Cannon Beach Sunset
What is now Cannon Beach, as well as the coastal area surrounding it, is part of the traditional territory of the Tillamook tribe.
William Clark, one of the leaders of the Lewis and Clark Expedition, journeyed to Cannon Beach in early 1805. The expedition was wintering at Fort Clatsop, roughly 20 miles (32 km) to the north near the mouth of the Columbia River. In December 1805, two members of the expedition returned to camp with blubber from a whale that had beached several miles south, near the mouth of Ecola Creek. Clark later explored the region himself. From a spot near the western cliffs of the headland he saw "...the grandest and most pleasing prospects which my eyes ever surveyed, in front of a boundless Ocean..." That viewpoint, later dubbed "Clark's Point of View," can be accessed by a hiking trail from Indian Beach in Ecola State Park.
Clark and several of his companions, including Sacagawea, completed a three-day journey on January 10, 1806, to the site of the beached whale. They encountered a group of Native Americans from the Tillamook tribe who were boiling blubber for storage. Clark and his party met with them and successfully bartered for 300 pounds (136 kg) of blubber and some whale oil before returning to Fort Clatsop. There is a wooden whale sculpture commemorating the encounter between Clark's group and the Tillamooks in a small park at the northern end of Hemlock Street.
Clark applied the name "Ekoli" to what is now Ecola Creek. Ehkoli is a Chinook word for "whale".Early settlers later renamed the creek "Elk Creek", and a community with the same name formed nearby.
Looking northwest up the beach
In 1846, a cannon from the US Navy schooner Shark washed ashore just north of Arch Cape, a few miles south of the community. The schooner hit land while attempting to cross the Columbia Bar, also known as the "Graveyard of the Pacific." The cannon, rediscovered in 1898, eventually inspired a name change for the growing community. In 1922, Elk Creek was redubbed Cannon Beach (after the name of the beach that extends south of Ecola Creek for 8 miles (13 km), ending at Arch Cape) at the insistence of the Post Office Department because the name was frequently confused with Eola. Elk Creek itself was renamed Ecola Creek to honor William Clark's original name.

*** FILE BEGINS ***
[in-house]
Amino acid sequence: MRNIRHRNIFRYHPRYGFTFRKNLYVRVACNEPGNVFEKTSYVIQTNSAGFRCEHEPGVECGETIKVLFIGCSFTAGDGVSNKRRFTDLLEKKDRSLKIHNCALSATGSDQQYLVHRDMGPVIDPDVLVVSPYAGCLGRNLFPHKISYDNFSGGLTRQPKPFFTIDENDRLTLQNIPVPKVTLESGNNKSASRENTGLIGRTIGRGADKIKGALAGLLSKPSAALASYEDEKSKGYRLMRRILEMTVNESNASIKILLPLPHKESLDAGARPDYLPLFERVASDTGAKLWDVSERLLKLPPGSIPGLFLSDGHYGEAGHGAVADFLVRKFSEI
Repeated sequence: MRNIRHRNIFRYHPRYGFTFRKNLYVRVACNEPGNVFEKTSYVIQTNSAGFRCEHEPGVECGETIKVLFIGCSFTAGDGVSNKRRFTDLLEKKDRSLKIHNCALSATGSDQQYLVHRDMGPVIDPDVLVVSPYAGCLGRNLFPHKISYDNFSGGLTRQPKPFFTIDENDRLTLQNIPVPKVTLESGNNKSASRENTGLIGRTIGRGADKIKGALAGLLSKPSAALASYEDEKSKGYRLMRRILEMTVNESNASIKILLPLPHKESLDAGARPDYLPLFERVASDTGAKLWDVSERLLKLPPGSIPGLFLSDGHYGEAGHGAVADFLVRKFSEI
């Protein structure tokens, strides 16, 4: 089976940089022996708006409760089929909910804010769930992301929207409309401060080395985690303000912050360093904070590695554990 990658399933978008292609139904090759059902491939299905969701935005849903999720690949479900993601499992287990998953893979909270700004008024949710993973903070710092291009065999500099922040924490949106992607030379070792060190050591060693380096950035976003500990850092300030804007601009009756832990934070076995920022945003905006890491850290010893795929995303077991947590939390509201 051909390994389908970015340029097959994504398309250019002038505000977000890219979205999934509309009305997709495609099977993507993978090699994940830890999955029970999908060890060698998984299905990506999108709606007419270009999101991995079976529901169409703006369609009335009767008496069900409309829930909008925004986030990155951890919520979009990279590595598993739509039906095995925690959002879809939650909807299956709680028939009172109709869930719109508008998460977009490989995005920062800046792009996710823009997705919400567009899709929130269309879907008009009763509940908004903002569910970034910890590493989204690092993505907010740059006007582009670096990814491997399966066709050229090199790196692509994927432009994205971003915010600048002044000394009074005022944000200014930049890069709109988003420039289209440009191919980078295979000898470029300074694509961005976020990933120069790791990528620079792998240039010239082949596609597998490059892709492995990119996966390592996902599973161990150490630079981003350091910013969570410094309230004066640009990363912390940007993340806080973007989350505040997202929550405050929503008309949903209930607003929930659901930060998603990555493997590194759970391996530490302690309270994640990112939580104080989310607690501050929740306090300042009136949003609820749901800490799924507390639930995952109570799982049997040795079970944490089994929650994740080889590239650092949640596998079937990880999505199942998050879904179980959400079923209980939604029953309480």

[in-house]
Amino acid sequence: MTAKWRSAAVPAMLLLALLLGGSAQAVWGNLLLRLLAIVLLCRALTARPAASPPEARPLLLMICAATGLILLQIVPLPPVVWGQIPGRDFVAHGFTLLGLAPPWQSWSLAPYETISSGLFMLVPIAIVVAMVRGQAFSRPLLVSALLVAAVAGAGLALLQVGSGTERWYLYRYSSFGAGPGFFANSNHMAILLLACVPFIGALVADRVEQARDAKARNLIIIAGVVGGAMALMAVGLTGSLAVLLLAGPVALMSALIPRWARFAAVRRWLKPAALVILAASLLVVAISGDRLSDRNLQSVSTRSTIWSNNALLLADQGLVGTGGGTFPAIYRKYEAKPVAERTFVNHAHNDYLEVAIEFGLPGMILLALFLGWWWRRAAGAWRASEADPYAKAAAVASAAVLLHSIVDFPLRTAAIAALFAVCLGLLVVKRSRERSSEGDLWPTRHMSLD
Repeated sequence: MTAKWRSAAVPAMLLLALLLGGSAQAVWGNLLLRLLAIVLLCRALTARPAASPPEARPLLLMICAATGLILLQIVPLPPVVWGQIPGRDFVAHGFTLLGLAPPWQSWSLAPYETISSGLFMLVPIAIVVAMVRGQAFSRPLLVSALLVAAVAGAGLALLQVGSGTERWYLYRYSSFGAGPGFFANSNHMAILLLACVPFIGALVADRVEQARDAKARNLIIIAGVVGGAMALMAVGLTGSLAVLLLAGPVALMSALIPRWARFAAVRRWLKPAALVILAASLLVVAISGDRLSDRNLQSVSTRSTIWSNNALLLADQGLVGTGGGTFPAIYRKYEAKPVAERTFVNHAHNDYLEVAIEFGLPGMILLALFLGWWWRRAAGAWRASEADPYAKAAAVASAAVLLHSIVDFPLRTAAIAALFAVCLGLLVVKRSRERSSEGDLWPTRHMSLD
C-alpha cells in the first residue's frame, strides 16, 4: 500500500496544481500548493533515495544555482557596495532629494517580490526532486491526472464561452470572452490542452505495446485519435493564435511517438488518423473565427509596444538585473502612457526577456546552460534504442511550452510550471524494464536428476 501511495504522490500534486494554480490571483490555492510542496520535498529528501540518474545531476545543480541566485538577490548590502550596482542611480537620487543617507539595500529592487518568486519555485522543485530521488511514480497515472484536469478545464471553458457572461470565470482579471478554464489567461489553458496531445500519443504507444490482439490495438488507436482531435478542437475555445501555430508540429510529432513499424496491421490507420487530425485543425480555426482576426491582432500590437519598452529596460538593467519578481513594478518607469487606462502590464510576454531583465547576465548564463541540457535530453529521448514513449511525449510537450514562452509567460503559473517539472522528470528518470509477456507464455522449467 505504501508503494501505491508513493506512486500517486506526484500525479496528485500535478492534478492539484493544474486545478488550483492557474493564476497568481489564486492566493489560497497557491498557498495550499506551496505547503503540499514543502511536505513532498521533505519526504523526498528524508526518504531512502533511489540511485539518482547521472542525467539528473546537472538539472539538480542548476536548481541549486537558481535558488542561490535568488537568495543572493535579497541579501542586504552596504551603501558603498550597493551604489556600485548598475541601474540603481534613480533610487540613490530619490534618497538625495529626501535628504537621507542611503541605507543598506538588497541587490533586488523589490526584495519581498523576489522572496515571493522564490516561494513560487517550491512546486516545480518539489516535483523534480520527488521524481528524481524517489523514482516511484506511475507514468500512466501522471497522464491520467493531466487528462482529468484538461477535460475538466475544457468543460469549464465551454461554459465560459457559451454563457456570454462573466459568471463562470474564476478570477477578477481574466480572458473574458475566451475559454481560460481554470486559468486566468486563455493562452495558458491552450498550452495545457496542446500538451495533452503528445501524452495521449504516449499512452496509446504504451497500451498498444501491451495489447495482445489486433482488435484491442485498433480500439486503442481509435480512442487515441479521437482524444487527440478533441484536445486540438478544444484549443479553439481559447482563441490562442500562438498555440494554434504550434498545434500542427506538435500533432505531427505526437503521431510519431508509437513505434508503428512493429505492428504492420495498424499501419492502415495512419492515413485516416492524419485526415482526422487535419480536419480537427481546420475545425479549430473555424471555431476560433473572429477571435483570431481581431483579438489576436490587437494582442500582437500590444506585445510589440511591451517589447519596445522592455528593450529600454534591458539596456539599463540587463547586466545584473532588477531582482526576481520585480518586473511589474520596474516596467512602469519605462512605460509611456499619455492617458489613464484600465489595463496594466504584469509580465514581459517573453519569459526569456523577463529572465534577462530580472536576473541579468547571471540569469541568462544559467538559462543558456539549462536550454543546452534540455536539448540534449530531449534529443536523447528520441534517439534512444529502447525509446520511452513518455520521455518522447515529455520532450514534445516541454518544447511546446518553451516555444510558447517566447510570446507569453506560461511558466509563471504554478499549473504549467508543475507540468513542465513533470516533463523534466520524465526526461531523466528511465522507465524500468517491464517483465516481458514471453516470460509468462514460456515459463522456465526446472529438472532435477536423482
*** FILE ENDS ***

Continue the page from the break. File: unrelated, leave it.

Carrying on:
The cannon is now housed in the city's museum and a replica of it can be seen alongside U.S. Route 101. Two more cannons, also believed to have been from the Shark, were discovered on Arch Cape over the weekend of February 16, 2008.
U.S. Highway 101 formerly ran through Cannon Beach. In 1964, a tsunami generated by the Good Friday earthquake came ashore along the coast of the Pacific Northwest. The subsequent flooding inundated parts of Cannon Beach and washed away the highway bridge located on the north side of city. The city, now isolated from the highway, decided to attract visitors by holding a sand castle contest, an event that still continues annually every June.
June 24th, 2021
Viewed 86 Times - Last Visitor from Vacaville, CA on 08/04/2021 at 9:24 PM